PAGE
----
• One idea championed by Texas Governor Greg Abbott is that when two-thirds of the states, through their legislatures, vote against a Supreme Court decision, that decision ought to be overturned nationwide. This reaffirms the states’ power to be a check on judicial overreach.

  • Congress should also limit the court’s judicial review power, the doctrine which states the Supreme Court can declare a law unconstitutional. In 1868, the House of Representatives overwhelmingly passed a bill that said only a two-thirds majority of the Supreme Court could declare a congressional act unconstitutional. At the time, the Senate declined to pass the new rule, unsure of how the bill’s own constitutionality would be determined. Why not find out now?

  • A super-majority on the Supreme Court should also be required before any law directly voted on by the citizenry through referenda, such as preserving traditional marriage, is invalidated.

  • There should be more transparency, to do away with this shroud of awe over the court. The non-profit Fix the Court wants video recording during cases. Why not make all proceedings and deliberations public? Perhaps a compromise would air recordings after a case is decided.

  • Each justice should issue his or her own opinion, not hide amongst the majority or minority. This would revert back to the way the court operated before Justice John Marshall abandoned the practice of seriatim.

  • And to prevent dereliction of duty, the court ought to be compelled to hear all cases and not pick and choose. To accomplish this we would need to repeal or amend the Judiciary Acts of 1925 and 1891, along with the Supreme Court Case Selections Act of 1988. It would also mean the court would have to write short orders to handle the caseload and not write social discourses.

  • The court should also be limited in their ability to amend the Federal Rules of Civil Procedure, a power granted to them by the Rules Enabling Act of 1934. If that act were to be repealed or amended, the court would return to the “conformity principle” and this would return powers to the states.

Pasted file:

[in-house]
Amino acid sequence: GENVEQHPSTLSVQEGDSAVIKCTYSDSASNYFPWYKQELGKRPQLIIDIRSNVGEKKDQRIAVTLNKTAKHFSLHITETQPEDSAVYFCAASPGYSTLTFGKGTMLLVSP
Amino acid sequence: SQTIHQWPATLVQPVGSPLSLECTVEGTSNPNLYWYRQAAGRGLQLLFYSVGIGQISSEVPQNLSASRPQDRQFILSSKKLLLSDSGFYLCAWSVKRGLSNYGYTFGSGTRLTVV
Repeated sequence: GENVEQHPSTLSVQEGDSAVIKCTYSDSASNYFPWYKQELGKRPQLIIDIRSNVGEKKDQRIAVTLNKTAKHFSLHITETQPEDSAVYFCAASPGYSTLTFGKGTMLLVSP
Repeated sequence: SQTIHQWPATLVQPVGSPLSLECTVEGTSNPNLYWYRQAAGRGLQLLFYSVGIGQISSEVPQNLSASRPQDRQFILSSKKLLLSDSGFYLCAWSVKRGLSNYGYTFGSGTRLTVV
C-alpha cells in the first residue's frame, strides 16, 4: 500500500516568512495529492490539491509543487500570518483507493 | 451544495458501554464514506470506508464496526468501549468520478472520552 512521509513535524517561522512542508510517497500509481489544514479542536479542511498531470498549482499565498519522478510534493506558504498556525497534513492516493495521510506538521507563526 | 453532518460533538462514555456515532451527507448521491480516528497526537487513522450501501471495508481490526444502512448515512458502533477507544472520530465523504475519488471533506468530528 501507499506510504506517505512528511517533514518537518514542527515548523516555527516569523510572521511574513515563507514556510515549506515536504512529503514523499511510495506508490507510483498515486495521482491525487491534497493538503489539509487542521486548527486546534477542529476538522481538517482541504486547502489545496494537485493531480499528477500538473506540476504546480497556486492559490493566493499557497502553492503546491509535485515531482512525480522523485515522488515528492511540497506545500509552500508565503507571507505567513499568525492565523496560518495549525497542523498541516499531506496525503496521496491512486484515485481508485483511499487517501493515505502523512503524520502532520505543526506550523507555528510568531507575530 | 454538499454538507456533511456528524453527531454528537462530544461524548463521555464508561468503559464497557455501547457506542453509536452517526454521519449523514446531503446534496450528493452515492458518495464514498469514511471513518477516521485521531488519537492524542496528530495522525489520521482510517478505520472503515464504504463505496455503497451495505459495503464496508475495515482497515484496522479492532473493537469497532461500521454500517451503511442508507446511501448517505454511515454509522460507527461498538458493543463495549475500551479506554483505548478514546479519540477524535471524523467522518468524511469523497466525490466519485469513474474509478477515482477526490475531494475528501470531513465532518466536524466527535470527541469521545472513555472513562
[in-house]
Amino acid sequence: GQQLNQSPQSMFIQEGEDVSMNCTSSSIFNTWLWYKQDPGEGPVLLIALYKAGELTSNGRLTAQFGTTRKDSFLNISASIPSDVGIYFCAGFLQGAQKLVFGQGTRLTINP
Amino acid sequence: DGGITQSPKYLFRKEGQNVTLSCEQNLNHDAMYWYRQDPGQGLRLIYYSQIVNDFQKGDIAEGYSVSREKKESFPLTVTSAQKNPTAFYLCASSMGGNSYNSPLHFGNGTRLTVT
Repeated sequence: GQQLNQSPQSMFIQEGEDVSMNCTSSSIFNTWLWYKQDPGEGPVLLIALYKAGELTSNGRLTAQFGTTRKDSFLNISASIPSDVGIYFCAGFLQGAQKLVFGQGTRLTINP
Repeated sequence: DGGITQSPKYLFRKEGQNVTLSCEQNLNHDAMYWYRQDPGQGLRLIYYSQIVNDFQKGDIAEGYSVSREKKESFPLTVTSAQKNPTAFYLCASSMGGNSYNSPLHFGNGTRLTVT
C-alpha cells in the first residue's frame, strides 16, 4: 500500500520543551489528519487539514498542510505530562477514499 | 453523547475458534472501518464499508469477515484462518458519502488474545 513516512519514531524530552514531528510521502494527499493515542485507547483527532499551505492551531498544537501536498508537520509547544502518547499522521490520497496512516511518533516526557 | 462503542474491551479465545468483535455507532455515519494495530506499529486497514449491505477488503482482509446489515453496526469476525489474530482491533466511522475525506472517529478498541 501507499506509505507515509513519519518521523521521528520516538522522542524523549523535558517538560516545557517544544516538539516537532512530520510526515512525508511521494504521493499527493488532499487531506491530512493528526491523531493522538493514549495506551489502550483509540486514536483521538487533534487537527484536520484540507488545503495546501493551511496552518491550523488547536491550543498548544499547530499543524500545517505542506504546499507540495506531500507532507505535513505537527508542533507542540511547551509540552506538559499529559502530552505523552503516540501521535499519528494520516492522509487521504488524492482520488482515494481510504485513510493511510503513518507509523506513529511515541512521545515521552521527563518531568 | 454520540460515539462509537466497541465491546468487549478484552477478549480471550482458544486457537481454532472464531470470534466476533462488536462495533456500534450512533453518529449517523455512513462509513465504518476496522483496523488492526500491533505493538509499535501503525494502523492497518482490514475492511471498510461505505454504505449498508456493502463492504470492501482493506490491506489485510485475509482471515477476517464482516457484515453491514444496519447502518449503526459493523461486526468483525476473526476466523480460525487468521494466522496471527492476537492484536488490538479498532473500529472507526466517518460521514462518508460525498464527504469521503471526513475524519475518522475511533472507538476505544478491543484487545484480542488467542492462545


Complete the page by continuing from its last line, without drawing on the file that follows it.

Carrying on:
The American system must be renewed from time to time, but there is not enough time to wait around every four or eight years for a new president to come along and change the face of the court. These justices, whose current average age is 69, have access to the best healthcare in the world and are living longer than ever before.

It’s obvious that nine black robes wield too much power today over the lives of 320 million Americans, not to mention their elected representatives of all levels. Every decision, far-removed from society, is a glory for one side of the country and a derogation for the other. This never ending bloodless civil war isn’t worth the struggle either side has put in.

If there is hope for mending the divides in America, it is in downsizing, decentralizing, and demystifying the Supreme Court’s power. Conservatives are fortunate to have the American tradition to look to for guidance in this mission.

Gavin Wax is president of the New York Young Republican Club, chair of the Association of Young Republican Clubs, an associate fellow at the London Center for Policy Research, a frequent guest on Fox News, and publisher of The Schpiel. You can follow him on Twitter at @GavinWax. Read Gavin Wax's Reports — More Here.

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The American system must be renewed from time to time, but there is not enough time to wait around every four or eight years for a new president to come along and change the face of the court.
gorsuch, bostock, prigg
Thursday, 18 June 2020 02:41 PM